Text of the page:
Benner on Tech: Uber Bids on Map Tech

Katie Benner is a Bloomberg View columnist who writes about technology, innovation, and the cult and culture of Silicon Valley. She lives in San Francisco.
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Uber put in a bid for Nokia’s mapping technology, Here, and could pay as much as $3 billion. The proposed deal pits the ride-hailing company against the trio of German carmakers that are working with the Chinese search company Baidu on their own bid for Here.

Both parties want the same thing -- freedom from Google Maps, which is currently positioned as the key software platform for the auto manufacturing and transportation industries.

No matter who wins, Google has such a huge lead in maps that it will still be extremely expensive for anyone to make a truly competitive product. I guess that’s one way for Uber to spend some of its billions in equity and debt. 

Yelp Wants Out

Lots of publications are reporting that Yelp hired Goldman Sachs to find a buyer for the local reviews site. Bloomberg’s Alex Sherman says Priceline, Yahoo, Amazon and Rakuten are all possible acquirers. It could help boost an online shopping site like Priceline or Amazon, or a Web company that wants to get into local advertising like Yahoo.

Conspicuously missing from that list is Google, which tried to buy Yelp once before. It’s probably safe to say that bridge burned when Yelp encouraged the U.S. and Europe to file anti-trust charges against Google.

Yelp isn’t growing as fast as it once did, and the stock has been cut in half since it hit its high last year. Looking around for a buyer now, while it’s still valued at $3.5 billion, may not signal a market top for tech, but it probably signals a market top for Yelp.

FitBit to Go Public

FitBit, the largest fitness tracker company by marketshare, has filed for an initial public offering.

Right now FitBit seems to be in pretty good shape. It’s profitable. It made $131.8 million on $745.4 million in revenue. It has sold about 20.5 million devices since 2007. And it currently has a private valuation of about $1.2 billion. It will be interesting to see what the public markets say it’s worth. If there’s huge demand for the IPO, it could be a sign that investors don’t think that smartwatches will crush the whole industry.

The Wall Street Journal highlighted some tidbits that are interesting to keep in mind when thinking about the fitness tracker category as a whole.

Recalls are expensive: Remember when FitBit recalled the Force in 2014 because it gave some customers rashes? Recalls cost the company $84.6 million in pretax income in 2013 and another $22.8 million last year.

Sales don’t equal use: 9.5 million devices were in active use at the beginning of this year, even though 20.5 million devices have been sold. The discrepancy takes into account broken trackers, model upgrades and devices that just sit in a drawer.

Unicorns Say They’re Worth Every Penny

A panel of highly-valued startups at the National Venture Capital Association conference in San Francisco this week said we’re not in a valuation bubble and that their valuations will continue to climb, even if the Nasdaq falls.

Earnings Roundup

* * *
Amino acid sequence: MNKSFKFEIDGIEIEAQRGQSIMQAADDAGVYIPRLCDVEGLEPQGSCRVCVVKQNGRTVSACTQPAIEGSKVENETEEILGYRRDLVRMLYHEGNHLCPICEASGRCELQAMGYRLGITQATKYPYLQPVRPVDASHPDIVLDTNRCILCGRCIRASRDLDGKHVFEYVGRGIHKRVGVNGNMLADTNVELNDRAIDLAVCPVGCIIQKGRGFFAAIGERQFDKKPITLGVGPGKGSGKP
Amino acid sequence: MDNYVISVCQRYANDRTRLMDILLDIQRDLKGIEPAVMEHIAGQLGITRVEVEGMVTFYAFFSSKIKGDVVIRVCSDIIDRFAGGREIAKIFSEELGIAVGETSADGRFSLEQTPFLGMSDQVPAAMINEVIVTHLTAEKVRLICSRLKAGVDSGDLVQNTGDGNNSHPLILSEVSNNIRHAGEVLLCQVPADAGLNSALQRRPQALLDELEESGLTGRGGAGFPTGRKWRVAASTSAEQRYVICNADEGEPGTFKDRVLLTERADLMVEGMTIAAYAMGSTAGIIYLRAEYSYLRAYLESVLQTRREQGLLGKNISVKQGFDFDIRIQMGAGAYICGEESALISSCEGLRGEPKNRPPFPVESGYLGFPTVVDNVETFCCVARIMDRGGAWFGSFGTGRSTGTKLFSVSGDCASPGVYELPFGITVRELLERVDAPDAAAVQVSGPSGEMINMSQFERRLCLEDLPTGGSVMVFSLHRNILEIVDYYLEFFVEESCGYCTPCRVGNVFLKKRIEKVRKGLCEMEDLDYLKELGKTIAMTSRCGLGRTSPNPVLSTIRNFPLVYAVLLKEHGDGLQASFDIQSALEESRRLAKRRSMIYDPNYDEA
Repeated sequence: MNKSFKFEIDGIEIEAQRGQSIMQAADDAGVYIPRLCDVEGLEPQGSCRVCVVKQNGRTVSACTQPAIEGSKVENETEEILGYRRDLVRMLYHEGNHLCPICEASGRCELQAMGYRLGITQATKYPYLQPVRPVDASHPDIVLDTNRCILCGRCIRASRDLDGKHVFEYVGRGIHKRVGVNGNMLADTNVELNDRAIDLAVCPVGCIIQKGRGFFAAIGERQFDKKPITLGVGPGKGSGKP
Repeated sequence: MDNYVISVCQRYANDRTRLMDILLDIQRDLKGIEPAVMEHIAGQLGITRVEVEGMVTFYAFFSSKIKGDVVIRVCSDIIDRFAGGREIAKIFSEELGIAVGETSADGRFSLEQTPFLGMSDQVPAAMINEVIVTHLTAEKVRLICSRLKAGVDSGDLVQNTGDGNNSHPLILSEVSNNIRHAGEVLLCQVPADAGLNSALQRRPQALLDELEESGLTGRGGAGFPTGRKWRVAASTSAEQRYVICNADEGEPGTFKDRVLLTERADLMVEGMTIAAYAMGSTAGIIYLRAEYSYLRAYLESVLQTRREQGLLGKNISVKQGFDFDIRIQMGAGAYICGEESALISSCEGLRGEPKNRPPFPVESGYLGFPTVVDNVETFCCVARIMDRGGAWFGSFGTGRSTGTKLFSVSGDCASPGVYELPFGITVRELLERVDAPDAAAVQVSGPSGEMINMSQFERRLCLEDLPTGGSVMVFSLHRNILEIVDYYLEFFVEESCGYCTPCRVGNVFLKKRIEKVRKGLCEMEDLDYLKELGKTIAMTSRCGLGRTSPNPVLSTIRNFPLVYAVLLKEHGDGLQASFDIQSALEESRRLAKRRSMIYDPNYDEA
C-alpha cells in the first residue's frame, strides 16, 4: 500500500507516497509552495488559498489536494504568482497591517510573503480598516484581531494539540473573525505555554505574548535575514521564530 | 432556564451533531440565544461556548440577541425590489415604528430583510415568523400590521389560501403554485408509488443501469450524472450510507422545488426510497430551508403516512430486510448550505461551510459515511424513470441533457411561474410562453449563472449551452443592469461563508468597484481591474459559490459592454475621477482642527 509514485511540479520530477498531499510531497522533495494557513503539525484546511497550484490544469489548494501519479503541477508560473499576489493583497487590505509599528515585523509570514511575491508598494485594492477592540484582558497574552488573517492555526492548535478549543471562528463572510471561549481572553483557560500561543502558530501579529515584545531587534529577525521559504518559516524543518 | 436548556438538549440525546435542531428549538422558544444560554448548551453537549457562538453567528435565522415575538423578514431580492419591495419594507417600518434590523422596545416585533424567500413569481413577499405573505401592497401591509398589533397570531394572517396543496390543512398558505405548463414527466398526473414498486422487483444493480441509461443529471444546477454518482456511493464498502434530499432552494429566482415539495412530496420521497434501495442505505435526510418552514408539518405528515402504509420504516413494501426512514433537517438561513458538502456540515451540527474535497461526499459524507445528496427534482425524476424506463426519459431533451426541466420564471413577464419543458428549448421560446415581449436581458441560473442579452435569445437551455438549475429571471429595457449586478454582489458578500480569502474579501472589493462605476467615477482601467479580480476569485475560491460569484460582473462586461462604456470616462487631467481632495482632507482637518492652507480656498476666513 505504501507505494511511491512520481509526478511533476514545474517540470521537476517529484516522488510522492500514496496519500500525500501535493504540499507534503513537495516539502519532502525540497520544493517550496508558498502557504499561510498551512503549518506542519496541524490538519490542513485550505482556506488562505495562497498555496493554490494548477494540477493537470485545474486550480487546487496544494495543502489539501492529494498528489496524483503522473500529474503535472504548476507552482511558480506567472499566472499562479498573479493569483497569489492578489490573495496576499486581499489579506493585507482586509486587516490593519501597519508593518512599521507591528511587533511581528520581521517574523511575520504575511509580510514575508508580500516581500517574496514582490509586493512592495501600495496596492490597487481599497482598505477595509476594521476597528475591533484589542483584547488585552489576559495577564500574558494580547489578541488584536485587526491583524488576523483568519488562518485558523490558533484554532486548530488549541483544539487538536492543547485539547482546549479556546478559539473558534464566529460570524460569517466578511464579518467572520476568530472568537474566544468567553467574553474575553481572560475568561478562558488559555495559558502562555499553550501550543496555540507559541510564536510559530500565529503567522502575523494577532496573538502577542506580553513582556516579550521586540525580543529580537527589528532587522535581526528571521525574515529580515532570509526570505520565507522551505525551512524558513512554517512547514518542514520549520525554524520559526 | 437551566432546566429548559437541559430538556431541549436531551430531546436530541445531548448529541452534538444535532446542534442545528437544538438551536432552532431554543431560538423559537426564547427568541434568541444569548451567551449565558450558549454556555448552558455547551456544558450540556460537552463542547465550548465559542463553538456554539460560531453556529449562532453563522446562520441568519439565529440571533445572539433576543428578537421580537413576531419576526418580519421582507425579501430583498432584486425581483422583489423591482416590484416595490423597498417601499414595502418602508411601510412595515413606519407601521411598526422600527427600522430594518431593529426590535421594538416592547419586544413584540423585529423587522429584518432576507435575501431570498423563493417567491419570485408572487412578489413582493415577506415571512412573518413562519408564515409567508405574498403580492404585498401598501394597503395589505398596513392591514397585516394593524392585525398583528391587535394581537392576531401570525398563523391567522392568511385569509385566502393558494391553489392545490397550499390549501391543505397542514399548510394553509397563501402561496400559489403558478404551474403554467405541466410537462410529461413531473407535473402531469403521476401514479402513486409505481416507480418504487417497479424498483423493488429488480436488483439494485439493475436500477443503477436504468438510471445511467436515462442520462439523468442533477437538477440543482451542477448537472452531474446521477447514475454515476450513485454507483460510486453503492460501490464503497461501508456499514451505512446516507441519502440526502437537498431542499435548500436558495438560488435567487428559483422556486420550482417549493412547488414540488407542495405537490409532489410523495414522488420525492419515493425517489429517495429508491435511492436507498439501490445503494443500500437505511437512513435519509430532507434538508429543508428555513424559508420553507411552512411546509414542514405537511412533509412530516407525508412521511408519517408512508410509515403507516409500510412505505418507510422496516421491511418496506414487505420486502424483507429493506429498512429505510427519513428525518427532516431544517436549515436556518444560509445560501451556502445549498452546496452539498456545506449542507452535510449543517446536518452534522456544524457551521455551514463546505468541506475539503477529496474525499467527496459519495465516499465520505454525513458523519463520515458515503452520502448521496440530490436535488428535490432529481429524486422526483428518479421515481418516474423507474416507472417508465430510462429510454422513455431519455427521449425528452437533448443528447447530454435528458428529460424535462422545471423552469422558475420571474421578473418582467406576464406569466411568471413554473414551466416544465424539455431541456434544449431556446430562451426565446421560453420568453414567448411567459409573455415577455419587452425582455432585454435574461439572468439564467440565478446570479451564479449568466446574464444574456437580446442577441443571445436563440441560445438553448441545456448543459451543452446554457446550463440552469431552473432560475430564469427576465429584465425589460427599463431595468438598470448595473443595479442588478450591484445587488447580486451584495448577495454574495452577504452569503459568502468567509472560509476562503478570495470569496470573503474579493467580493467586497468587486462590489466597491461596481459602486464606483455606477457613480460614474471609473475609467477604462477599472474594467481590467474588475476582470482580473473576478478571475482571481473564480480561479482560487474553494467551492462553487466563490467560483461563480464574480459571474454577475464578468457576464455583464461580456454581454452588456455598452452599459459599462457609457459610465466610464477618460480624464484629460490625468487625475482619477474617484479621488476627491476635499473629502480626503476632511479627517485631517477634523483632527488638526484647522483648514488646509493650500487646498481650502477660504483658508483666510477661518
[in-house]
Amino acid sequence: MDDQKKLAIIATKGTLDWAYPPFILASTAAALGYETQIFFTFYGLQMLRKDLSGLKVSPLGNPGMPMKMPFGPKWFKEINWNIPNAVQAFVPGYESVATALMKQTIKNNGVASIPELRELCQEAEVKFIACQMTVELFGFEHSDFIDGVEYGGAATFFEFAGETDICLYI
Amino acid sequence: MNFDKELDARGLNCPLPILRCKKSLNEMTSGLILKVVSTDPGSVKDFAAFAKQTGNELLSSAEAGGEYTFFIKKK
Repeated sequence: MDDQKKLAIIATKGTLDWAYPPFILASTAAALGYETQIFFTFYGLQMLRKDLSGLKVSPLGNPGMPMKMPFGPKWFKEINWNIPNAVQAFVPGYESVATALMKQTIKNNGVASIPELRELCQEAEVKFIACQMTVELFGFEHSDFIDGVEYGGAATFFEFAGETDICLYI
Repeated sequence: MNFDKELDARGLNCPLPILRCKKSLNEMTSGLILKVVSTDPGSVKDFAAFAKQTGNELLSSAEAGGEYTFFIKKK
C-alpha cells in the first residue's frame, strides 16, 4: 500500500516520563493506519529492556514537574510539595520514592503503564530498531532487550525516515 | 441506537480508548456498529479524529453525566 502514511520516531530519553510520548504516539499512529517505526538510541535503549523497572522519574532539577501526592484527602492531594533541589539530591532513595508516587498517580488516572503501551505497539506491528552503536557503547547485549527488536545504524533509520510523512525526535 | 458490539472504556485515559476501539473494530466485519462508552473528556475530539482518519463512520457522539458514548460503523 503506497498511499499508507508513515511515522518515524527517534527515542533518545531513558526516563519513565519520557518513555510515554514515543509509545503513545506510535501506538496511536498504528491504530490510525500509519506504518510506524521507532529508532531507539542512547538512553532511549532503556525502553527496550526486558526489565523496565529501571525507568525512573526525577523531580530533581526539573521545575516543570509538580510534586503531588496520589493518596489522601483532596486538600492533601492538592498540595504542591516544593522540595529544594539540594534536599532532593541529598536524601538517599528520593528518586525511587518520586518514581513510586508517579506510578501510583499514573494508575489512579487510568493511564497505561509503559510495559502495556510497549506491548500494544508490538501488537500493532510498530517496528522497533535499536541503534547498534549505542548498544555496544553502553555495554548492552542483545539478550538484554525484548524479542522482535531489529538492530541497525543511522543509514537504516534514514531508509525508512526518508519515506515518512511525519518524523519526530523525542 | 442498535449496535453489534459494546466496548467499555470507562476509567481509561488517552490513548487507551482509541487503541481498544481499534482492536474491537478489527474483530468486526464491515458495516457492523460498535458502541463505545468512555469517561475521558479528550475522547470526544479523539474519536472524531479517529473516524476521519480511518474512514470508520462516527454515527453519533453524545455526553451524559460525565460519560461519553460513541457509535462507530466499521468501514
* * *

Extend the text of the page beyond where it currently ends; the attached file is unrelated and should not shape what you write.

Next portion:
Reporting today: AOL, JD.com and Weibo.

Ventureland

Lyft announced a partnership with Verizon to pre-install the ride-hailing app on some Android devices. (Fast Company)

Snapchat will offer advertisers 10-second ads that cost 2 cents per view. (Adweek)

SoundCloud’s licensing talks with Sony Music broke down. Pages for artists such as Adele, Hozier and Kelly Clarkson were removed from the platform. (Billboard)

Spotify is figuring out ways to enter the online-video business. (Wall Street Journal)

Tinder is really popular with people who are already in relationships. (Guardian)

Yard Club, a platform for heavy construction equipment rentals, just got an investment from Caterpillar. (Wall Street Journal)

Accel and the drone maker DJI created a fund to invest in the drone ecosystem. (Re/code)

A primer on late-stage valuation math, from Fenwick & West’s Barry Kramer. (Strictly VC)

People and Personnel Moves

John Chen, the CEO of BlackBerry, is wrestling with the ghosts of the company’s successful past. (Bloomberg)

Companies

Alibaba is in talks to buy a 20 percent stake in India's smartphone maker Micromax for $1.2 billion. (Reuters)

Facebook gave the press a look at its new glass and steel, ultra-transparent headquarters. (Wall Street Journal)

Google is going to give Android users more control over the data they have to share with apps. (Bloomberg) The company is letting customers order food delivery straight from Google search results.

Nintendo is delaying a new game console so it can beef up its smartphone games business. (Bloomberg)

Tesla burned through $558 million last quarter, and analysts say the company may have to raise more capital. (Bloomberg)

Zappos has lost 14 percent of its workforce as it transitions to a radical new management structure called Holacracy. (Wall Street Journal)

Media Files

Cable companies are partnering with streaming services to survive the Internet age. (Bloomberg)

Security Watch

An NSA program to collect the phone records of millions of Americans has been ruled illegal by the Second U.S. Circuit Court of Appeals in New York. (Wall Street Journal)

A WordPress vulnerability is being used to hijack websites. (Ars Technica)

News and Notes

Ericsson is expanding its patent lawsuit against Apple to include Germany, Britain and the Netherlands. (Cult of Mac)

Quote of the Day

“I’ve always tried to make sure I never pay too much attention to the 'CEO of the year' stuff, because the 'worst CEO of the year' stuff is right around the corner.” – Dick Costolo

This column does not necessarily reflect the opinion of Bloomberg View's editorial board or Bloomberg LP, its owners and investors.

To contact the editor on this story:
Maria Lamagna at mlamagna@bloomberg.net